Broken Privacy Records

My broken record at the moment is privacy and the amount of control we have over data we publish about ourselves. My long default has been to publish everything to a public rather than private space—basically so it’s drop-dead simple to reason about who can see my stuff. I’m lazy and, frankly, I don’t think the stuff I write about is important enough to be kept “secret”.

And “secret” in scare-quotes is the right way to think about it. On balance, it’s probably best to think of anything you publish online as being “eventually public”, even if it’s currently restricted to a small group. Given the ease of copying data online, eventually it’s safe to assume that someone will copy data to outside your technological fencing.

Any faith I have in technological access restrictions ultimately relies solely on my trust in the recipients of credentials to access the data. In any scenario where someone who you don’t have good reason to trust is able to access your data, all bets are off.

Facebook “friends” are a prime example of this latter group. I don’t trust Facebook’s protections: while its restriction methods arguably technically sound, there is such a large, untrusted set of “friends” who are able to tag, copy and forward any and all data posted that it makes a mockery of any protection offered. It’s the people who matter, not the technology.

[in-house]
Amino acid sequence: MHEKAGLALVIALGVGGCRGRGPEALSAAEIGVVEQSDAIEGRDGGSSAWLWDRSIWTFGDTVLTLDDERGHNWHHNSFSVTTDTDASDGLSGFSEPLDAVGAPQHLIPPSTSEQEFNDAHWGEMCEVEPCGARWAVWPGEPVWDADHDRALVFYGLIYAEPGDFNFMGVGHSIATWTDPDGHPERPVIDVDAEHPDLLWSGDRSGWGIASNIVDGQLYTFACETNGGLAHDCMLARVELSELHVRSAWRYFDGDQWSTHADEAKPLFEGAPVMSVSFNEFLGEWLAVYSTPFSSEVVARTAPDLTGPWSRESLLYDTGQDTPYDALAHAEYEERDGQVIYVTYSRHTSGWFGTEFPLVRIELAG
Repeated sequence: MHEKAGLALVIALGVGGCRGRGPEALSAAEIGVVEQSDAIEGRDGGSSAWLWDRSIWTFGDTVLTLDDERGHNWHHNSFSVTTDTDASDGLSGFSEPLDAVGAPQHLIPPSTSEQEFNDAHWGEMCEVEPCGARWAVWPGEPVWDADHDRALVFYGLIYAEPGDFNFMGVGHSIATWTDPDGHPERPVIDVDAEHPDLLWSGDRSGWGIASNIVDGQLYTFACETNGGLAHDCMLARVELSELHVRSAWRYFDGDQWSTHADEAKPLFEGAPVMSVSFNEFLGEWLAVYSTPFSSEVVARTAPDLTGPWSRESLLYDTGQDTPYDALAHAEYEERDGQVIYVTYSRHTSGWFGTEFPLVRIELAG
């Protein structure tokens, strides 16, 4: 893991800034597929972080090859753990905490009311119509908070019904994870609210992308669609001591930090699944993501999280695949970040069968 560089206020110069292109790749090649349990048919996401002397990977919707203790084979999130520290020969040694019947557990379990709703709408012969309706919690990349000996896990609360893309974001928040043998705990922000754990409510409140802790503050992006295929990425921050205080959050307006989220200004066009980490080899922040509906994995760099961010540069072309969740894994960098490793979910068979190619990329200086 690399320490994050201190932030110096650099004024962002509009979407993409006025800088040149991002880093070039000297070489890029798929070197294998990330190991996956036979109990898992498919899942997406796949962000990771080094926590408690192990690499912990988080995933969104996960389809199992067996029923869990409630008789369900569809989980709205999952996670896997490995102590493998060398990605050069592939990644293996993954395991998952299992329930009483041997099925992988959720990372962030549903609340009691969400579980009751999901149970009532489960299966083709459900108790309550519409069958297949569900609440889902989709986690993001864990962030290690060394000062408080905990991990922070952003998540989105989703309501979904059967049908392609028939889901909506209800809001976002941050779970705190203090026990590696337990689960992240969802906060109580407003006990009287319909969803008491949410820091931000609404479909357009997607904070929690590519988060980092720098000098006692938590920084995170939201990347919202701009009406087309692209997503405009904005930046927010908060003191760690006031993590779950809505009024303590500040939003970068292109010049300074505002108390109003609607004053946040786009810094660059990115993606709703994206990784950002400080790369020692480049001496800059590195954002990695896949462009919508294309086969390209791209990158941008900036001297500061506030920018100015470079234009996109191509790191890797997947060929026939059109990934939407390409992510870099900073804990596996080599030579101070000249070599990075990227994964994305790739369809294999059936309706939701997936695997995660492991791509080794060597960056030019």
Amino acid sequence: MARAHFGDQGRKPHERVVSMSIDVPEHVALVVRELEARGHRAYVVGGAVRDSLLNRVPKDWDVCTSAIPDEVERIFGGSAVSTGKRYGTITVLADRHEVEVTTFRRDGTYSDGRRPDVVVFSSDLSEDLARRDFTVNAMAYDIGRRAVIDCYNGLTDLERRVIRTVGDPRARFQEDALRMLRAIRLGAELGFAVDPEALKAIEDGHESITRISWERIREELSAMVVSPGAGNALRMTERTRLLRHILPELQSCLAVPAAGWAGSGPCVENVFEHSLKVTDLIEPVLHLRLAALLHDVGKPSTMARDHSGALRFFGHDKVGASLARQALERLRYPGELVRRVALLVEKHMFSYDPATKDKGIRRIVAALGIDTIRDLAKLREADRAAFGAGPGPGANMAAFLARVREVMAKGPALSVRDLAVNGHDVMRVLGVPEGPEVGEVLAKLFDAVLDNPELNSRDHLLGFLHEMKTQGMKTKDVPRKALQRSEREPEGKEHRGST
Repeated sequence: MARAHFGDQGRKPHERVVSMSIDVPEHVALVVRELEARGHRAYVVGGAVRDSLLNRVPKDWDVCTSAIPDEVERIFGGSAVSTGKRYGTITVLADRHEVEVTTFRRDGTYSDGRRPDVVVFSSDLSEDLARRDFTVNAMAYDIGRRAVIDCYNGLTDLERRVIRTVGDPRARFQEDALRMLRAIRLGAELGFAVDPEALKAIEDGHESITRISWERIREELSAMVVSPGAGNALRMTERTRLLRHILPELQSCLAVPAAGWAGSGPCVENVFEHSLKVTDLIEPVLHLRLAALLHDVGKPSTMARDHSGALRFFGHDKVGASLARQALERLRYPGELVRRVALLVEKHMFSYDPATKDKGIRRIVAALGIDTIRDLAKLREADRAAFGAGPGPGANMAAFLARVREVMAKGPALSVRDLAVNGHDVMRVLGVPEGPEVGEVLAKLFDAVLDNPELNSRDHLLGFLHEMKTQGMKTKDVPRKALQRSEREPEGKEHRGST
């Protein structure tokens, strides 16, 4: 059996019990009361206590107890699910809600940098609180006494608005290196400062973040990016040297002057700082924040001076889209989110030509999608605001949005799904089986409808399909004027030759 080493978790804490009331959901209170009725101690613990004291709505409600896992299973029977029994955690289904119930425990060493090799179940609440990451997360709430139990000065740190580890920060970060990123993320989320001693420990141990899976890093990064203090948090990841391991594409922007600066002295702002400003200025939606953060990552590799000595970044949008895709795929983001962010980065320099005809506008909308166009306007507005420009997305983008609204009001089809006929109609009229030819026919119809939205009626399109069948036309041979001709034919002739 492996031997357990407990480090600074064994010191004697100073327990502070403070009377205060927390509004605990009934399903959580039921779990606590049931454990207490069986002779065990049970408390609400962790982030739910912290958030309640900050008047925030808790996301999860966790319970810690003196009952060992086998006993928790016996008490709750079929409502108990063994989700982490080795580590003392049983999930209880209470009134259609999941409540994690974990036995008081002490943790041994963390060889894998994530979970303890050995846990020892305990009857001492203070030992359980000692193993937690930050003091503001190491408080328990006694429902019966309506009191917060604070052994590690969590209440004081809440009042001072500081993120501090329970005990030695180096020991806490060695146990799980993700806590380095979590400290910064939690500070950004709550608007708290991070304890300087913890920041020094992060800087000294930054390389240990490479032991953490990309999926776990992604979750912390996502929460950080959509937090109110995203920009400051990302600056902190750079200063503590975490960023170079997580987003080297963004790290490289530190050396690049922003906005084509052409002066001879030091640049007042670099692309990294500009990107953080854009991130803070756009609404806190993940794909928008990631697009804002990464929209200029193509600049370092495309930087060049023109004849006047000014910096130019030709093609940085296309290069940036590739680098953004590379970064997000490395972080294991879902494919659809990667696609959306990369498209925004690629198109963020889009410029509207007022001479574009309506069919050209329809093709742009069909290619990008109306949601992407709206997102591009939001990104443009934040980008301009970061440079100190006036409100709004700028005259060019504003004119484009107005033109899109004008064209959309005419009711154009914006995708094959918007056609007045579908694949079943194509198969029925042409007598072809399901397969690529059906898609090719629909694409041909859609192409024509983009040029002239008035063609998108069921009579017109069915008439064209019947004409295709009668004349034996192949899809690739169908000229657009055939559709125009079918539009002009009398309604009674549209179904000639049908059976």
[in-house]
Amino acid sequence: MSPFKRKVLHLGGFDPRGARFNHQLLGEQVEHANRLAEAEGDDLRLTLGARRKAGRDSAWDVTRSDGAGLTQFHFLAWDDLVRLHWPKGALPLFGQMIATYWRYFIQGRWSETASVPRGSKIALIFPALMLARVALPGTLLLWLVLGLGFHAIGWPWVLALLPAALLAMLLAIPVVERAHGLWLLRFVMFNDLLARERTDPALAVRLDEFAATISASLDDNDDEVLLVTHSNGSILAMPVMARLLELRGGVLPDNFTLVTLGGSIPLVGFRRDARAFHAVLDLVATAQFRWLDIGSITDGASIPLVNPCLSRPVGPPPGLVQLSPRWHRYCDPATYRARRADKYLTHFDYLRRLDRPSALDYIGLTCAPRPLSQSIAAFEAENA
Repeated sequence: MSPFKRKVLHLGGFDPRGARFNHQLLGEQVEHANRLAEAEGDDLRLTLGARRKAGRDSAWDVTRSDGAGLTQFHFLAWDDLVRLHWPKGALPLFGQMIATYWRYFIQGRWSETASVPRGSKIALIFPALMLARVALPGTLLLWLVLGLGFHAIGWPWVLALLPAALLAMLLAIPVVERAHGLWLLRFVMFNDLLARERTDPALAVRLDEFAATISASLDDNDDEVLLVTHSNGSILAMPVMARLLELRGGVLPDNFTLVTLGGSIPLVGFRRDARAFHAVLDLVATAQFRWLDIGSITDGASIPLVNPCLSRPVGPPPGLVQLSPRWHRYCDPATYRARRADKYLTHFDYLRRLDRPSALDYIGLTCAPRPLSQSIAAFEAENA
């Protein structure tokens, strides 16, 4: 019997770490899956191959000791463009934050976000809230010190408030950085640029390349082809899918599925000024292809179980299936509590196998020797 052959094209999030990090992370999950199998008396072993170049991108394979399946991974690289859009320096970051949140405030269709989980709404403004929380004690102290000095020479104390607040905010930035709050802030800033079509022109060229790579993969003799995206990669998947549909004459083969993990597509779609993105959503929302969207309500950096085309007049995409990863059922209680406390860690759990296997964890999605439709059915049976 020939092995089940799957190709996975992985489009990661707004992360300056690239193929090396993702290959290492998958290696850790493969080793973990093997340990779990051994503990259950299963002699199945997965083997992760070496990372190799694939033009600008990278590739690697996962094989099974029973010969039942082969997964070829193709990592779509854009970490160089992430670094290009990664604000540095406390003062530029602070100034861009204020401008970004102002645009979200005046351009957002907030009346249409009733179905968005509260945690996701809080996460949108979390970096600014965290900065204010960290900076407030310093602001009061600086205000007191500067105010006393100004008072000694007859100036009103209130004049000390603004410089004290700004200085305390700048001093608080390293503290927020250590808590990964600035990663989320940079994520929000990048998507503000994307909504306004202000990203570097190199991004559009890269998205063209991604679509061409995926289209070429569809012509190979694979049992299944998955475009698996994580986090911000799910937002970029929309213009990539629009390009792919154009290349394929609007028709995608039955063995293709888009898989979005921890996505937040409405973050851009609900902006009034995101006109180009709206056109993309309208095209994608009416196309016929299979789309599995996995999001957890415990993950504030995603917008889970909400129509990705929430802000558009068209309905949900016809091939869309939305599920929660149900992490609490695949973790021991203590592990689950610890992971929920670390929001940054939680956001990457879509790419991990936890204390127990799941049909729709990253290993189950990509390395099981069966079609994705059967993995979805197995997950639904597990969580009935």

Facebook’s “groups” help restriction of publication to people you trust, but it’s hard to remember to use these consistently and time-consuming to set them up. Again, laziness stops me using these effectively.

It would be great if this were not an issue, if someone solved the data-sharing problem effectively and simply. But for now that just isn’t the case. So just remember: “eventually public”. And think before you post.

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Link: XL Recordings, the record label that’s tearing up the rule book